Graphene, a thin, hexagonal lattice material, has attracted a great deal of research interest since it was first reported in 2004 by Andre Geim and Konstantin Novoselov at the University of Manchester. With this work, the two researchers were awarded the Nobel Prize in Physics. Graphene has many interesting features such as high electric conductivity, superior mechanical properties, excellent chemical tolerance, and high surface area. The theoretical specific surface area is 2630 m2/g which is much larger than carbon black (typically smaller than 900 m2/g) or carbon nanotubes (from 100 to 1000 m2/g).
Its strenghts shows graphene as a functional composite for rechargeable Li-ion batteries (LIBs). LIBs are the common type of energy storage systems, however, in the current situation they exhibit a relatively low electric conductivity and short cycle-life. In order to improve the performance of Li-ion batteries, much research has focused on the development of both anode and cathode materials. Various graphene-based composites have been prepared, such as TiO2/graphene, Co3O4/graphene, SnO2/graphene, Co(OH)2/graphene, Mn3O4/graphene, Li4Ti5O12/graphene, Fe3O4/graphene, LiFePO4/graphene, etc., showing superior performance to current anodes.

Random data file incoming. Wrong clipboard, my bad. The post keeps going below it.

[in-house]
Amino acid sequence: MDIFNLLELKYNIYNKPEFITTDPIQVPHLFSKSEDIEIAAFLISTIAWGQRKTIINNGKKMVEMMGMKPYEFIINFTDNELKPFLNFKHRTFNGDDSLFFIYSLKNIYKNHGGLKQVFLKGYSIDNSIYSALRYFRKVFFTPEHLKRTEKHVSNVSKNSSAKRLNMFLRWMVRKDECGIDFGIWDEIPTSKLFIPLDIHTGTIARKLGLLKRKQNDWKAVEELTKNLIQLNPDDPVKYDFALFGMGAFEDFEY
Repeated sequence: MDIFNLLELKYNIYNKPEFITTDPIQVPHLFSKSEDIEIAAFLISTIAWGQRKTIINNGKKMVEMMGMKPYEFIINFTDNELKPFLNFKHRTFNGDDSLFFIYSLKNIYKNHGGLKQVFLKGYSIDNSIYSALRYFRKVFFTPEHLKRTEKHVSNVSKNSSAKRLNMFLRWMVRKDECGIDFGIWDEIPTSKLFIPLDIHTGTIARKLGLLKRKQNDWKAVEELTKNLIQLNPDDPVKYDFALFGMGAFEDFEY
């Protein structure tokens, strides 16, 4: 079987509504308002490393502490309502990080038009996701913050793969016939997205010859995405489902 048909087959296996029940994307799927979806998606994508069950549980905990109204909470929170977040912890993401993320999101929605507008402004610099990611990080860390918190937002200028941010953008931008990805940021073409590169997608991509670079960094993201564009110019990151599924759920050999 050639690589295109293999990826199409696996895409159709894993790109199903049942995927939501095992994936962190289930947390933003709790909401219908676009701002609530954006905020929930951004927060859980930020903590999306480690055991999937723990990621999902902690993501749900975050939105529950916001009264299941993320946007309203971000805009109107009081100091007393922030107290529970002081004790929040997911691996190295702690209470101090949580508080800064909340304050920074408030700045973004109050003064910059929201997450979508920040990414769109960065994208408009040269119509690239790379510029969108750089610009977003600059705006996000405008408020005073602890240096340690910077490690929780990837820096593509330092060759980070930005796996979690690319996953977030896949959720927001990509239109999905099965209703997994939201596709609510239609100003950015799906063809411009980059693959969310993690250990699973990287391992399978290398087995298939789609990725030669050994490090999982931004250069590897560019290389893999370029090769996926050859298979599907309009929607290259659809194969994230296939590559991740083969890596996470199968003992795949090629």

In this application note, the important step to obtain graphene-based composites using the BUCHI Mini Spray Dryer will be highlighted.